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Buffalo moves away from the suburbs


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#1 Doohickie

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Posted 29 December 2016 - 09:15 AM

We talk about this a lot on the forums with regards to Fort Worth. 

 

One difference between Buffalo and Fort Worth is that Fort Worth has a massive amount of land area that spans land uses from high density urban to rural agricultural.  The Buffalo area, on the other hand, is laid out with finite boarders- the central city is Buffalo, surrounded by a few rings of suburbs that are different municipalities.  There is no rural in the City of Buffalo; think of it in terms of Fort Worth if its western border was University, eastern border was Beach, and if it ran from 28th Street to Berry north to South.
 

The changes in zoning and land use will affect the city in numerous ways, from promoting walkable neighborhoods, mixed-use developments and historic character to environmental sustainability and mass transit. The range of zoning regulations addressed includes density, building height, street design, land that can be developed on the Outer Harbor and use of solar panels.

"Buffalo is about to step into its own with this code," Pridgen said. "The last code was made to make Buffalo look like the suburbs. Now it will be made to look like Buffalo."

 


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#2 Jeriat

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Posted 29 December 2016 - 11:22 AM

Buffalo is also older and its bones are more centralized. 

I've been there and Orchard Park... the suburbs there seem like small, independent towns. 
Here, on the other hand, if you're in Haltom City, you know it... but it still feels like you're in Ft. Worth. 


As far as this city "moving away from the suburbs", I'd think that because of the mass of land we have here, it'd be better to do something a little different. Like, have an invisible dividing line between the "Core Hoods" and the rest of Ft. Worth. The focus on Core Hoods would be trying to rebuild density and focus on urbanism while the rest of the city continues to be what it is today. 


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#3 JBB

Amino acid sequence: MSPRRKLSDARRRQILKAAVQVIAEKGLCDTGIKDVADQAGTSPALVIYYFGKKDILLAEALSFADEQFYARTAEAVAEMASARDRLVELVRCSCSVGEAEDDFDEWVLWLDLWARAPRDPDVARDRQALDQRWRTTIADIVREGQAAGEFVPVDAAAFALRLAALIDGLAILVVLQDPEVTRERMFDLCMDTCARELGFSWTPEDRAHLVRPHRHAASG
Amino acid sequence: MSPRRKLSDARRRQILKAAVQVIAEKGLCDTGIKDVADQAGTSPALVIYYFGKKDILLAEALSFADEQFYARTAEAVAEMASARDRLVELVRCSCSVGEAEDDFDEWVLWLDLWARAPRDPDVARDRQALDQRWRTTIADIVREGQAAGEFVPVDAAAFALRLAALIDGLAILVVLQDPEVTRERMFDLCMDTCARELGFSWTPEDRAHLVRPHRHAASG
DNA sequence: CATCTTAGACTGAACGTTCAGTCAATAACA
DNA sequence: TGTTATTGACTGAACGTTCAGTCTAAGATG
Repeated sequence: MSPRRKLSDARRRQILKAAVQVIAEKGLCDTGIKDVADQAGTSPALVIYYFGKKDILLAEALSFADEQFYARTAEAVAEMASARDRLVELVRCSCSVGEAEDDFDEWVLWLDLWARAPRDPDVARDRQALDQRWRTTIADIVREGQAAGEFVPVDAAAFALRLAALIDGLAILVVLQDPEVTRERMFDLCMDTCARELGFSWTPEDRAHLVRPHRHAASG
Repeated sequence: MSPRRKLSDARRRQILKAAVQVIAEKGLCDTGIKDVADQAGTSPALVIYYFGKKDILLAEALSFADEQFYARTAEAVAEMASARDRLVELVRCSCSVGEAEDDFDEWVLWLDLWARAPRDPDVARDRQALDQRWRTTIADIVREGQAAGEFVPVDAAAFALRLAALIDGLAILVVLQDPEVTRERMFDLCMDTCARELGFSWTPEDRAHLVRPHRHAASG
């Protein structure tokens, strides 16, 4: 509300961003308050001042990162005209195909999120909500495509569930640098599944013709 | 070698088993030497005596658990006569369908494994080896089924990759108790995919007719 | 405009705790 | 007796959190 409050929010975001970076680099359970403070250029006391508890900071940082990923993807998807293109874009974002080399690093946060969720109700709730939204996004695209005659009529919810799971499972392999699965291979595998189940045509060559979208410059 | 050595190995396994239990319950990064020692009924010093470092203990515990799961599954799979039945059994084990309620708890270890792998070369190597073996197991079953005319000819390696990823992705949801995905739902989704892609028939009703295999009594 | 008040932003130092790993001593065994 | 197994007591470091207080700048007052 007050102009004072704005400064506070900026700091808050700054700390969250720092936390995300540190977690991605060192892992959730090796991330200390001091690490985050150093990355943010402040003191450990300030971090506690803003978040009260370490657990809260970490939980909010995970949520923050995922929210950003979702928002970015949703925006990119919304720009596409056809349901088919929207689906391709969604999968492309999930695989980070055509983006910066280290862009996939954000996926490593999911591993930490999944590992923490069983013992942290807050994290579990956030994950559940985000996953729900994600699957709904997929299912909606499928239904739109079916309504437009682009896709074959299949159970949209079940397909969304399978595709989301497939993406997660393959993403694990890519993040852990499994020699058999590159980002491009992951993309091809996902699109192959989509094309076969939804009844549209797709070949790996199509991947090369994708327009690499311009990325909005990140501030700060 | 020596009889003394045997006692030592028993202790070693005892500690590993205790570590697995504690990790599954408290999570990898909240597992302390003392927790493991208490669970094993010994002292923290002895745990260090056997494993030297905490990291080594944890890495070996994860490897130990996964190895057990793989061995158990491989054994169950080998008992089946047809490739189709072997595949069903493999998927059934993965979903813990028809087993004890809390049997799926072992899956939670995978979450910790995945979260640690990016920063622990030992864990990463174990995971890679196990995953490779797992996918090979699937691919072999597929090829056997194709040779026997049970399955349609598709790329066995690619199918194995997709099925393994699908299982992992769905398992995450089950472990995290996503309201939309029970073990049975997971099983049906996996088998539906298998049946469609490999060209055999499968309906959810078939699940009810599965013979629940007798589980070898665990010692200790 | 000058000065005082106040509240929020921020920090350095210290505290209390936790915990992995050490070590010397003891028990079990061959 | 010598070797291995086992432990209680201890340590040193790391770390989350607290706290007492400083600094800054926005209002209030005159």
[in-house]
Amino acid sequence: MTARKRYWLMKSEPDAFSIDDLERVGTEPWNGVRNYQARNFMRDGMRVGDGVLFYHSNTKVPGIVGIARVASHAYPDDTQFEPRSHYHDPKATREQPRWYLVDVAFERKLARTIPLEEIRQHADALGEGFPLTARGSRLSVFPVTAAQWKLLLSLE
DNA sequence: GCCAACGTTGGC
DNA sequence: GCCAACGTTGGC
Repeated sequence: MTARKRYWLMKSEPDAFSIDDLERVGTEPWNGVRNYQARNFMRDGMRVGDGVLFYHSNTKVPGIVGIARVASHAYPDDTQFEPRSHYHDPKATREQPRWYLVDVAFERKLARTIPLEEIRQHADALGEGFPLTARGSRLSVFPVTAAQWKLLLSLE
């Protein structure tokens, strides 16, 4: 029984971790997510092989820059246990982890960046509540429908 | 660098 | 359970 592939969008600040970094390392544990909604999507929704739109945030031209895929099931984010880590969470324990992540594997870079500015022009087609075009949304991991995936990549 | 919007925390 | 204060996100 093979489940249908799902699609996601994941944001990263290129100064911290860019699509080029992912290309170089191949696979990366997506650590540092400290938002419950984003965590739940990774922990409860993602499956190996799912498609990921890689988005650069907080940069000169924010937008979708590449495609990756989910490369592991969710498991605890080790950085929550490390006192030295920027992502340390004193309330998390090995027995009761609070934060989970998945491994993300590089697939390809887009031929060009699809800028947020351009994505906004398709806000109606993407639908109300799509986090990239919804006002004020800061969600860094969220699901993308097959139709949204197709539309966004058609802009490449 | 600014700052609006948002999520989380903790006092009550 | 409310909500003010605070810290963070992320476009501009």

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Posted 29 December 2016 - 12:30 PM

So, in other words, you wouldn't change anything?  Because you've kind of described what's happening now in Fort Worth.  



#4 Jeriat

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Posted 29 December 2016 - 12:38 PM

Well yeah, but I guess what I mean is... not being subtle about it.

Because it seems like about 100 people in this town know that's what's happening. 


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#5 rriojas71

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Posted 30 December 2016 - 11:02 AM

We talk about this a lot on the forums with regards to Fort Worth. 
 
There is no rural in the City of Buffalo; think of it in terms of Fort Worth if its western border was University, eastern border was Beach, and if it ran from 28th Street to Berry north to South.
 

Funny that you used those streets as the boundaries because when I think of Fort Worth and try to define what I think is the outermost boundary of the core of the city I usually use all those streets as well to determine that. With the lone exception being Hulen as the westernmost boundary instead of University.

Although Hulen Mall and Cityview are in Fort Worth proper I always feel like they are really suburbs in look and feel. Same goes with the Ridgmar area as well as the Far East and Far North sides of the city

#6 Doohickie

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Posted 30 December 2016 - 03:04 PM

I might have gone out as far as Montgomery, but for anyone familiar with both Ft Worth and Buffalo, to me Arlington Heights is very clearly Cheektowaga (i.e., not part of Buffalo proper).


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#7 PeopleAreStrange

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Posted 30 December 2016 - 04:03 PM

The Dollar General in that picture could be considered "urban" here in Texas.

 

Notice how the building approches the sidewalk of the street on the right. Not many suburban buildings here in Texas do that.


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#8 JBB

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Posted 31 December 2016 - 10:16 AM

Well yeah, but I guess what I mean is... not being subtle about it.

Because it seems like about 100 people in this town know that's what's happening.